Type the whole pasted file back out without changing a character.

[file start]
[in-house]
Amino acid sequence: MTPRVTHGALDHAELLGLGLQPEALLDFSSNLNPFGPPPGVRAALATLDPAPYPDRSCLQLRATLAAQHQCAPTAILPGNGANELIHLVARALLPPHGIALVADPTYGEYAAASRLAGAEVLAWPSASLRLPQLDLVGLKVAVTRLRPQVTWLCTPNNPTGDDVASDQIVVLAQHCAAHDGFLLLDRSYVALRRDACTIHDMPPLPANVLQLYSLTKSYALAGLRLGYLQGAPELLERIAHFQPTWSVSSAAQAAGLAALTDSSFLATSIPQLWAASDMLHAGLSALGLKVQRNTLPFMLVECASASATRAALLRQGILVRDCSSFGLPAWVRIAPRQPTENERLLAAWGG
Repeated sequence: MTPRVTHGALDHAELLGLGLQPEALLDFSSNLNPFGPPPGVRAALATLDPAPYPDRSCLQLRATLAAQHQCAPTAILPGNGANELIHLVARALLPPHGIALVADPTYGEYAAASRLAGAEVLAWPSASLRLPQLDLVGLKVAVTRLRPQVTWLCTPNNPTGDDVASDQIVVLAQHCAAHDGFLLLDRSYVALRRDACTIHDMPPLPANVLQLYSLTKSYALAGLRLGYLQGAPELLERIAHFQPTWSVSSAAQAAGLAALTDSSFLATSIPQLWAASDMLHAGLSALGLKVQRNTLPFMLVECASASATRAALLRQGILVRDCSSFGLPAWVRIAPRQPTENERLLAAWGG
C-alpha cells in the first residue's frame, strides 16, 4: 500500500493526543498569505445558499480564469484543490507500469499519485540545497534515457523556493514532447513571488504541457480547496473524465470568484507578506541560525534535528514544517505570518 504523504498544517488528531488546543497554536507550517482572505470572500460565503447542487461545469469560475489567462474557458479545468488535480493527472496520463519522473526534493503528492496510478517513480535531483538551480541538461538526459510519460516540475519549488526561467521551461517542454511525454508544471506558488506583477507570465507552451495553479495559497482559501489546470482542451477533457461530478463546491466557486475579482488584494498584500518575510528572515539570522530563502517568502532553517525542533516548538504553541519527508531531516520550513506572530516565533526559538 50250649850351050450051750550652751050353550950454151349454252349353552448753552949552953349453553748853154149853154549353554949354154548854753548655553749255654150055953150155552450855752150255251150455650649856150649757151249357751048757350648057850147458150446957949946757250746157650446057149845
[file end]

[in-house]
Amino acid sequence: MTPRVTHGALDHAELLGLGLQPEALLDFSSNLNPFGPPPGVRAALATLDPAPYPDRSCLQLRATLAAQHQCAPTAILPGNGANELIHLVARALLPPHGIALVADPTYGEYAAASRLAGAEVLAWPSASLRLPQLDLVGLKVAVTRLRPQVTWLCTPNNPTGDDVASDQIVVLAQHCAAHDGFLLLDRSYVALRRDACTIHDMPPLPANVLQLYSLTKSYALAGLRLGYLQGAPELLERIAHFQPTWSVSSAAQAAGLAALTDSSFLATSIPQLWAASDMLHAGLSALGLKVQRNTLPFMLVECASASATRAALLRQGILVRDCSSFGLPAWVRIAPRQPTENERLLAAWGG
Repeated sequence: MTPRVTHGALDHAELLGLGLQPEALLDFSSNLNPFGPPPGVRAALATLDPAPYPDRSCLQLRATLAAQHQCAPTAILPGNGANELIHLVARALLPPHGIALVADPTYGEYAAASRLAGAEVLAWPSASLRLPQLDLVGLKVAVTRLRPQVTWLCTPNNPTGDDVASDQIVVLAQHCAAHDGFLLLDRSYVALRRDACTIHDMPPLPANVLQLYSLTKSYALAGLRLGYLQGAPELLERIAHFQPTWSVSSAAQAAGLAALTDSSFLATSIPQLWAASDMLHAGLSALGLKVQRNTLPFMLVECASASATRAALLRQGILVRDCSSFGLPAWVRIAPRQPTENERLLAAWGG
C-alpha cells in the first residue's frame, strides 16, 4: 500500500493526543498569505445558499480564469484543490507500469499519485540545497534515457523556493514532447513571488504541457480547496473524465470568484507578506541560525534535528514544517505570518 504523504498544517488528531488546543497554536507550517482572505470572500460565503447542487461545469469560475489567462474557458479545468488535480493527472496520463519522473526534493503528492496510478517513480535531483538551480541538461538526459510519460516540475519549488526561467521551461517542454511525454508544471506558488506583477507570465507552451495553479495559497482559501489546470482542451477533457461530478463546491466557486475579482488584494498584500518575510528572515539570522530563502517568502532553517525542533516548538504553541519527508531531516520550513506572530516565533526559538 50250649850351050450051750550652751050353550950454151349454252349353552448753552949552953349453553748853154149853154549353554949354154548854753548655553749255654150055953150155552450855752150255251150455650649856150649757151249357751048757350648057850147458150446957949946757250746157650446057149845